Monterrey, NL - All of the roughly 600 members of the Monterrey police department were confined to their stations without prior notification and will have to undergo screening to determine whether they have ties to drug traffickers, the mayor of Mexico’s industrial capital said Monday.
The army and Nuevo Leon state police will be in charge of law enforcement in the city during the two-day lockdown.
The army determined that the Monterrey police department has been infiltrated by organized crime groups and many of its officers work for Los Zetas, a band of special forces deserters turned outlaws.
Several municipal cops have been arrested in recent months for carrying out kidnappings on behalf of drug cartels.
“Each one of the officers on the force will be subjected to five evaluations,” Monterrey Mayor Fernando Larrazabal said.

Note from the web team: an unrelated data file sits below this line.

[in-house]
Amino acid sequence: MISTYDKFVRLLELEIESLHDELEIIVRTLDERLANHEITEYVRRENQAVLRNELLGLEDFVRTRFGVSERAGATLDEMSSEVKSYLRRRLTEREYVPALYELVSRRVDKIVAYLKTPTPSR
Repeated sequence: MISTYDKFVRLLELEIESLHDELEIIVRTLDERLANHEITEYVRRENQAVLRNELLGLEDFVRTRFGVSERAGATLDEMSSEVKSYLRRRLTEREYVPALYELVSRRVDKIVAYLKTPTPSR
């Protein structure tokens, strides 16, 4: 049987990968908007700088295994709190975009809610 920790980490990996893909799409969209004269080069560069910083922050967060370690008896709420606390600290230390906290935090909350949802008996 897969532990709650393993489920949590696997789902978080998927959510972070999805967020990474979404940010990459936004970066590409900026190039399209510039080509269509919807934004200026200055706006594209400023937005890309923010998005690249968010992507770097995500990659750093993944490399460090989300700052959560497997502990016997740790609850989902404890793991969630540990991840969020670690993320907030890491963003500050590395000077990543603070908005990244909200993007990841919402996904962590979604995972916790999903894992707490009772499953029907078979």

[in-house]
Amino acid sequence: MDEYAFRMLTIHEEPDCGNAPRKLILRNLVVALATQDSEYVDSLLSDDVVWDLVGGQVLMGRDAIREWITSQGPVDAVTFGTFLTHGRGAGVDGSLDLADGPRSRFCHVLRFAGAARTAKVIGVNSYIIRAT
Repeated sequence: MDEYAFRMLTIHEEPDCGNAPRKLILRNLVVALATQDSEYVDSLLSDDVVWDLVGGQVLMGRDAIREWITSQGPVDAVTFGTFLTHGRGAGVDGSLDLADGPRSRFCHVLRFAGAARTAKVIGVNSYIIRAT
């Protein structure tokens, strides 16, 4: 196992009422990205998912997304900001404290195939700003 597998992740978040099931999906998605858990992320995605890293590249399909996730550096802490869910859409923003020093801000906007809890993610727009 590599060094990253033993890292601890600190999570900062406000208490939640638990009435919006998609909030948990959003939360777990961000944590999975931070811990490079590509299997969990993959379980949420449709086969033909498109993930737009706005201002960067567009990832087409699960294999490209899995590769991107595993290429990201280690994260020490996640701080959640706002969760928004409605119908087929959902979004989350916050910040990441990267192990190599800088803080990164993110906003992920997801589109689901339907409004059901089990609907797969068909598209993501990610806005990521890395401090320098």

“We understand that this will be a bitter time, especially for the good police officers, who are the majority,” the mayor said.
“We cannot let the bad behavior of some officers, who in recent days have stained the name of the force, stain the work of all police,” Larrazabal said.
The department’s 14 command-level officers and approximately 600 patrolmen will have to undergo five tests, including psychometric exams, antidoping tests and polygraph examinations, the mayor said.
Officials expect to have the results of the screenings on Friday, when they will determine who remains on the force and who gets sacked.
Officers who refuse to take the tests will be summarily discharged from the force, Larrazabal said.
The Monterrey police department is about 100 officers under its full operating strength.
A total of 180 police officers have been fired by the city’s current administration for “loss of confidence.”